Baidu maps out new vision for Chinese tourists in Thailand
Traveling solo in Thailand will become more of a joy for those Chinese tourists who find it difficult and time-consuming to plan a trip, as Baidu has been developing a one-stop information service with multiple partners in the southeast Asian country.
The Chinese tech giant on Monday signed a MoU on Tourism Cooperation with the Tourism Authority of Thailand, or TAT, in part to help independent visitors figure out top picks for local attractions, restaurants as well as hotels, and more importantly, how to get there.
Such information will be easily accessible via Baidu Map, a mapping service technology in both Chinese and Thai launched in Bangkok on the same day with an audio smart guide and 17,000 points of interest provided by TAT.
Tourism has become the single biggest driver of growth in the Thai economy, contributing to about 10 percent of its gross domestic product, and China is the country's largest source of international travelers.
Last year, about 8 million travelers from the Chinese mainland visited Thailand - the most popular trail destination for Chinese tourists - over one third of the country's total inbound arrivals, according to a report by the World Tourism Barometer.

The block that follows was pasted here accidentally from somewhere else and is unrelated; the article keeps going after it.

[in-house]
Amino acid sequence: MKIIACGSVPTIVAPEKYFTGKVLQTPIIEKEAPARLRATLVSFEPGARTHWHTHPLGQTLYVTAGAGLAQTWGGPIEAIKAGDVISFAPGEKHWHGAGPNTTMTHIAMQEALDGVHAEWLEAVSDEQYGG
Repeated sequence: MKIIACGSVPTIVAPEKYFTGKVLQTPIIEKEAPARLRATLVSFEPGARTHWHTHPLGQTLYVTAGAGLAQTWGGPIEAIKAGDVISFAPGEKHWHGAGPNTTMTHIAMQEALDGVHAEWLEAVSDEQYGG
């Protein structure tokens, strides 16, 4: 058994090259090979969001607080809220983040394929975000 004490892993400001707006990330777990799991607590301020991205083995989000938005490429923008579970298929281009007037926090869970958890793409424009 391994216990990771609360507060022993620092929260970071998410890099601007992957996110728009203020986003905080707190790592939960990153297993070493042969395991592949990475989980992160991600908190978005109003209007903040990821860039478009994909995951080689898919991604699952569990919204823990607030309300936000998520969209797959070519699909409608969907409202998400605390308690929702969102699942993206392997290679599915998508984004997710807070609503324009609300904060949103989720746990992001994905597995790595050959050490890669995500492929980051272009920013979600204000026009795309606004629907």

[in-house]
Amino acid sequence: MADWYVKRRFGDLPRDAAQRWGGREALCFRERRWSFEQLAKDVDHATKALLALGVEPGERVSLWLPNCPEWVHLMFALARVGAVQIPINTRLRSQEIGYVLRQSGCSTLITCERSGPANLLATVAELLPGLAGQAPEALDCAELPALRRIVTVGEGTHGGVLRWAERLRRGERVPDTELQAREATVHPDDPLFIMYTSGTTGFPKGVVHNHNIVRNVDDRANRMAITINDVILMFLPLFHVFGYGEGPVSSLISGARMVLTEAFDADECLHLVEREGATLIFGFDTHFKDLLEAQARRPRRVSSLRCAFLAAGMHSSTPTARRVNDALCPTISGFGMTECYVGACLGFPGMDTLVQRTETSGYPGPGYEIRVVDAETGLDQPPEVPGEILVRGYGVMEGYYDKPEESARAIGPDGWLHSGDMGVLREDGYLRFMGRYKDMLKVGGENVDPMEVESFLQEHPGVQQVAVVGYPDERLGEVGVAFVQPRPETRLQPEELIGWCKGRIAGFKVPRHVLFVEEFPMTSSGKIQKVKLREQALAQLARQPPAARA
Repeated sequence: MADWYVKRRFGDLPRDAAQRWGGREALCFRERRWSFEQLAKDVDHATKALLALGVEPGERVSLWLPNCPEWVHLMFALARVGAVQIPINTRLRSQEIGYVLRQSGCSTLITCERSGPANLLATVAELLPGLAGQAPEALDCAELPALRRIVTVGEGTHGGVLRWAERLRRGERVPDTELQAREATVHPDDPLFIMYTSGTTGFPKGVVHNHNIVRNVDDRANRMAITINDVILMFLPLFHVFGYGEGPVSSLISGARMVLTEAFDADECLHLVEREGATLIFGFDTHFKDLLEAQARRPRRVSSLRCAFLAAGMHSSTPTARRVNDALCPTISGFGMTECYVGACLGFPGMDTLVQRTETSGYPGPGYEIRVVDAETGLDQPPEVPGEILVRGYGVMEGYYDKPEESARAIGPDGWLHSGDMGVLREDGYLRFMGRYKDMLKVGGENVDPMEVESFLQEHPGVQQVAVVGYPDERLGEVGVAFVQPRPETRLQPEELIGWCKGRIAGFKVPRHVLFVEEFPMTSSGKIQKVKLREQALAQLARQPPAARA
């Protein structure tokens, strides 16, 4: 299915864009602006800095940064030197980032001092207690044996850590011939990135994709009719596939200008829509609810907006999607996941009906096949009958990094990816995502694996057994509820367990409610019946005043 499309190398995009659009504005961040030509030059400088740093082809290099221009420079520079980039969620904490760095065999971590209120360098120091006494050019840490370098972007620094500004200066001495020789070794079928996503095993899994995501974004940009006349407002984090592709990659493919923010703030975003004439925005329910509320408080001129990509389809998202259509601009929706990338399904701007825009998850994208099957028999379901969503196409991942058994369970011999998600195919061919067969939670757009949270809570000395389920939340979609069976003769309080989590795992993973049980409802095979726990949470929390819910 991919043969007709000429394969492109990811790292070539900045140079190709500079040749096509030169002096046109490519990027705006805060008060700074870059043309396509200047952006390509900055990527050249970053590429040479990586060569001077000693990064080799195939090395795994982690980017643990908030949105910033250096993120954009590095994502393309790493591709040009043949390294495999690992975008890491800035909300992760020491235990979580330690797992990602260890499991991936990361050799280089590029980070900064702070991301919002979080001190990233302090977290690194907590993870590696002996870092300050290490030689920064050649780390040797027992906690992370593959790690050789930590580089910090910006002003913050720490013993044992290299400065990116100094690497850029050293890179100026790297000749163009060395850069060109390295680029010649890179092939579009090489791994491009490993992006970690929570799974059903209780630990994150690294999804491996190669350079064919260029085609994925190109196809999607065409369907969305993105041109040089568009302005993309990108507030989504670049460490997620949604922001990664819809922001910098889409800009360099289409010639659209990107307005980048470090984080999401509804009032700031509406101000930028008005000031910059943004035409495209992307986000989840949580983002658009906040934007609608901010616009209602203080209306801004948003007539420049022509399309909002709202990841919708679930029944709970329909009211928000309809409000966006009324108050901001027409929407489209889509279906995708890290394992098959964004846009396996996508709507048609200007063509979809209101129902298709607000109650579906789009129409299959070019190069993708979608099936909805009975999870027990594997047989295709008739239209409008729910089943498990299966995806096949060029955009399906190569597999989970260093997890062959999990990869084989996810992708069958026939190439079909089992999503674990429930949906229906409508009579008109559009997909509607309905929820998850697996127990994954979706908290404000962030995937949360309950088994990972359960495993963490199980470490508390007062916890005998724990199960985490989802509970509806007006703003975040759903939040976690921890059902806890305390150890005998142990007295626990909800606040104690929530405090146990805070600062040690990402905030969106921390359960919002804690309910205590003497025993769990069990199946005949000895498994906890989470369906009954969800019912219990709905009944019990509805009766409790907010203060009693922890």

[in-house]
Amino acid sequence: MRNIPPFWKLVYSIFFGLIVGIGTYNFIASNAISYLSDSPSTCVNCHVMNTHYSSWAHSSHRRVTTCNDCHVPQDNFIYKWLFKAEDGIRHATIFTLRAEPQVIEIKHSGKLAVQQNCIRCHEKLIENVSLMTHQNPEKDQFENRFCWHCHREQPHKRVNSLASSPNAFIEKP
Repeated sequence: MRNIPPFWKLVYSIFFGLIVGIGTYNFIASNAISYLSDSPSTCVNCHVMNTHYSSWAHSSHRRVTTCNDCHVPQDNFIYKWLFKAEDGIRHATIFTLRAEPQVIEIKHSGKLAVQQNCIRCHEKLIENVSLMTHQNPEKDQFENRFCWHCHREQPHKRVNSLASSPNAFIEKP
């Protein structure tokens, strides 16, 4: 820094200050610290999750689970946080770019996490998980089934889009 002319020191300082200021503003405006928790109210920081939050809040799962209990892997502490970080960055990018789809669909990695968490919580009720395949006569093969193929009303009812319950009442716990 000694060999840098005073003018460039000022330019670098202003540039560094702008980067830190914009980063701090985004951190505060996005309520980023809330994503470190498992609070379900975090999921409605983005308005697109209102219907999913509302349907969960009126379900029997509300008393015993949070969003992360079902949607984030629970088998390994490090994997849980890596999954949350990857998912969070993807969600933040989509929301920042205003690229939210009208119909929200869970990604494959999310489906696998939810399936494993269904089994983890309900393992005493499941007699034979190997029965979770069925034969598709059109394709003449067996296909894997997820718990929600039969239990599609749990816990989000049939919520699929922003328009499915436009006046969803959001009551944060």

The number of Chinese tourists is expected to hit at least 10 million by end-2016, bringing Thailand's total tourism earnings to 509 billion baht (USD 14.5 billion), a 35.4% increase from a year earlier.
Statistics from the China National Administration of Tourism show a total of 120 million Chinese traveled overseas in 2015 spending USD 194 billion across the world, making it the third year in a row to top the list of international outbound travelers.
A report jointly released on Monday by Baidu Thailand, Union Pay and Ctrip shows only 41% are willing to join group tours when traveling in Thailand in the past six months, and the share is expected to drop to 26% in the next half year.
The Chinese online search giant cut its revenue forecast for the current quarter, saying regulatory scrutiny into healthcare and related ads was hurting its advertising revenue, according to a Reuters report.
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